Overall I have a pretty balanced team with Beltran, Crawford, Morneau and Oswalt leading the pack as players who can help in several categories. However I jumped the gun and left myself hanging at 3B (a shallow position I blogged about!). The bottom line is that you can build a solid team even with such a late pick in a 15 team league.

Projected Finish*: 14th out of 15 (68 total points)

(R: 10, HR: 10, RBI: 15, SB: 3, BA: 9, W: 4, Sv: 5, K: 2, ERA: 3, WHIP: 7)

* Based on Sportsline.com projections

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Overrated and Underrated Part Deux.

by notebookguy

Here’s a look at some more guys that are going too early in drafts and guys that are hanging around too long in the draft.
As always Average Draft Position(ADP) courtesy of mockdraftcentral.com and all round estimates are based on a 5×5, 15 team league.

Overrated

Carl Crawford, OF, Rays, ADP 29.3
His 3 year averages of .300 BA, 12 HR, 71 RBI, 84 R, and 44 SB are nice numbers but he has been consistently declining since 2006 with his OPS going from .830 in 2006 to .719 in 2008. A one hundred plus point drop in OPS is alarming, even more so when the player was quoted last year as saying he felt like “the oldest 27 year old ever”. Not exactly an encouraging quote from a guy you are gonna’ be relying on for SB’s. He goes nearly a round before Brian Roberts, Matt Kemp, and Alex Rios and 2 rounds ahead of Jacoby Ellsbury and Shane Victorino I’d rather wait and take any one of these players. Use that 2nd or 3rd round pick on a big bat or a big time ace then grab a player that will be as good or better than Crawford a round or two later.

All Closers

I can not stress this enough.  They are one category players.  Papelbon, Lidge, K-Rod, and Nathan all are usually off the board in the draft in the 5th or 6th round, that is a wasted pick.  You can not pass on a player that helps you in 4 or 5 categories for a guy that is a one category specialist.  If you have a choice between Papelbon and Dan Haren, take Dan Haren.  Brad Lidge and Magglio Ordonez, take Magglio Ordonez.  There is a popular misconception out there that closers help you in WHIP and ERA as well, it’s a myth.  Most leagues require 900 IP as a minimum.  A closer pitches 60 innings, that is 7% of the MINIMUM IP, most teams exceed that number so it’s even less a percentage than that.  This will have a very minimal affect on a teams WHIP and ERA.  Another mark against closers is that a third of the closers that start the year as their teams closers don’t end the year as their teams closers.  That’s an awful lot of volatility for one category.  Now I’m not saying punt the category, you never want to punt a category, I’m saying be patient, you’ll be able to get saves late in the draft and off the waiver wire once closers start imploding.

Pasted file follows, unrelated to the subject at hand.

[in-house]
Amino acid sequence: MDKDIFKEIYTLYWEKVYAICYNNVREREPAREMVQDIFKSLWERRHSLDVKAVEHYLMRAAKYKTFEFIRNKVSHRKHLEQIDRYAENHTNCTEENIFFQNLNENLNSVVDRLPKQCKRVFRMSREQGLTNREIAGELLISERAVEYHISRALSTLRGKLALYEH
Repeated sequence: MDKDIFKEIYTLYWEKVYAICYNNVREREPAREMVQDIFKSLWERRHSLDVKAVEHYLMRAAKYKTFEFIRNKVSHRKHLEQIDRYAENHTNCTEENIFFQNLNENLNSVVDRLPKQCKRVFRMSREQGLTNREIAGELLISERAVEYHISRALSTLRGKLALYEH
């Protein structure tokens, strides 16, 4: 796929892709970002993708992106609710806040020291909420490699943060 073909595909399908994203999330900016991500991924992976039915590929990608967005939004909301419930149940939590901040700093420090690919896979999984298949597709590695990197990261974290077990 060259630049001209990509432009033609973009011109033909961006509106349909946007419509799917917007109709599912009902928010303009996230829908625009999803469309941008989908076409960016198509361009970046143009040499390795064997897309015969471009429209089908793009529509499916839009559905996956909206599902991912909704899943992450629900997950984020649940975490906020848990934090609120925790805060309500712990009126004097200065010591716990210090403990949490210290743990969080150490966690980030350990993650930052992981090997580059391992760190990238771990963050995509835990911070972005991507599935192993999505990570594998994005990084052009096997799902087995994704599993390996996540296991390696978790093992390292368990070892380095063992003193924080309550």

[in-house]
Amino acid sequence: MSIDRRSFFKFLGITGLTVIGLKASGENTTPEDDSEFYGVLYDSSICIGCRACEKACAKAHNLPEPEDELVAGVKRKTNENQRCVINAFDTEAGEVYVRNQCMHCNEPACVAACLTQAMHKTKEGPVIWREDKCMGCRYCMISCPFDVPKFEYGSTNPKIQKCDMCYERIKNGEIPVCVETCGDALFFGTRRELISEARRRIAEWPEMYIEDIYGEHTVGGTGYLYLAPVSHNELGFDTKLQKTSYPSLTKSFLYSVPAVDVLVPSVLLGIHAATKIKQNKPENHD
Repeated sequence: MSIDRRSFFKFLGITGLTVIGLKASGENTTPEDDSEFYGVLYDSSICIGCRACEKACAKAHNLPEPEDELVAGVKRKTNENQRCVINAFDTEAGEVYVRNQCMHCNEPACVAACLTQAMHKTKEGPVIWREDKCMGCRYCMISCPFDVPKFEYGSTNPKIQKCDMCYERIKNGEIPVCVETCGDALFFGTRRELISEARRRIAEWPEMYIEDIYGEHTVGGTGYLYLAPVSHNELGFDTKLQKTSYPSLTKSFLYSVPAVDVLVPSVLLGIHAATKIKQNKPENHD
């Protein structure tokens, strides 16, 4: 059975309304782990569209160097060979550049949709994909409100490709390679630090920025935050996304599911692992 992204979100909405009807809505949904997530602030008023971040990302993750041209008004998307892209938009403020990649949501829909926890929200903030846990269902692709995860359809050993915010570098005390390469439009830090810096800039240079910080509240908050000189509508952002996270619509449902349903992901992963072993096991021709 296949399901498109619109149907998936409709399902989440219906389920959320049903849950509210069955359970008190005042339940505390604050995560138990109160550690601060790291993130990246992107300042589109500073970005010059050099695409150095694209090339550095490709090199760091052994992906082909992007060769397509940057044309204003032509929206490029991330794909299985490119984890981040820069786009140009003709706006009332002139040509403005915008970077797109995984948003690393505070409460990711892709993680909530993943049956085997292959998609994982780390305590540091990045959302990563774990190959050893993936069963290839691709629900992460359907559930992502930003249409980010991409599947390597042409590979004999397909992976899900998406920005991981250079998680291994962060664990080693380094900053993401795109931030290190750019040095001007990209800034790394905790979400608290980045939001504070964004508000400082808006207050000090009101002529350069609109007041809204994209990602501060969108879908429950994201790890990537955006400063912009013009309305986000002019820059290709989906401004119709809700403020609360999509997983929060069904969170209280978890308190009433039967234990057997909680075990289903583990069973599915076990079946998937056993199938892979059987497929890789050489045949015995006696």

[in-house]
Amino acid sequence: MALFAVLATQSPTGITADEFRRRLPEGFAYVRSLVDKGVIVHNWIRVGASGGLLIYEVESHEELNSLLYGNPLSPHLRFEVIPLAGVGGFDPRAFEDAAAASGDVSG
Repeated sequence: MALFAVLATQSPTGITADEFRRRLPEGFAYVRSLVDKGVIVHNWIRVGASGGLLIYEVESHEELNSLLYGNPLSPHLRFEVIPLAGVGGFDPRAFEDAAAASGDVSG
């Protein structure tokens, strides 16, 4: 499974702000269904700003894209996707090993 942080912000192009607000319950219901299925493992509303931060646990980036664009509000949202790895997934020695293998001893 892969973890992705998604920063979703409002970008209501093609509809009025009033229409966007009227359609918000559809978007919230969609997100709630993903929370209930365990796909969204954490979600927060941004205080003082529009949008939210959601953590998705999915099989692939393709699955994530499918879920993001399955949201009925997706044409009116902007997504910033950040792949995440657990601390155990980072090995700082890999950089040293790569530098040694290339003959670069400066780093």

Derrek Lee, 1B, Cubs, ADP 73.63

.301 BA, 17 HR, 67 RBI, 71 R, 7 SB is his 3 year average.  Now I really shouldn’t need to say more, but just in case you don’t understand why that’s not worth a 5th or 6th round pick, I’ll expound.  Those numbers look eerily similar to players like James Loney(ADP 96.45), Conor Jackson(205.72), and Carlos Guillen(226.31) who all go MUCH later than D. Lee.  That 2005 MVP caliber season is a distant memory, do not trick yourself into thinking he may rebound into that type of player again, not going to happen.  He is 33 years old this season, an age when a player starts exiting his prime, it could get worse from here.  Let someone else pay for the name.

AJ Burnett, SP, Yankees, ADP 99.33

This is a man who loves to get paid, not play baseball.  Burnett’s two best seasons have just so happened to be the years he could hit the free agent market 2005 and 2008.  In Burnett’s six other full seasons since 2001 he has averaged just under 21 starts a season.  So outside of the 2 years he was looking at a big pay day he’s missed a third of his starts in those 6 seasons.  The Yankees were foolish to give him a 5 year 83 million dollar deal and you’d be foolish to take him as your ace or 2nd starter in the 7th round.  He is going to sit back, get out there when he feels like it, collect his checks, and be Carl Pavano: The Sequel.  He goes ahead of solid starting pitchers that will get you 30 starts with real good numbers like Jon Lester, C. Zambrano, M. Cain, Dice K, D. Lowe, and Javier Vazquez; inury/bounce back candidates Justin Verlander, Yovani Gallardo, Adam Wainwright, Br. Myers, A. Harang, and C. Young(Pads); and youngsters that may take another step up Edinson Volquez, R. Nolaso, and Greinke.  I recommend all these starters over AJ Burnett.

Howie Kendrick, 2B, Angels, ADP 124.41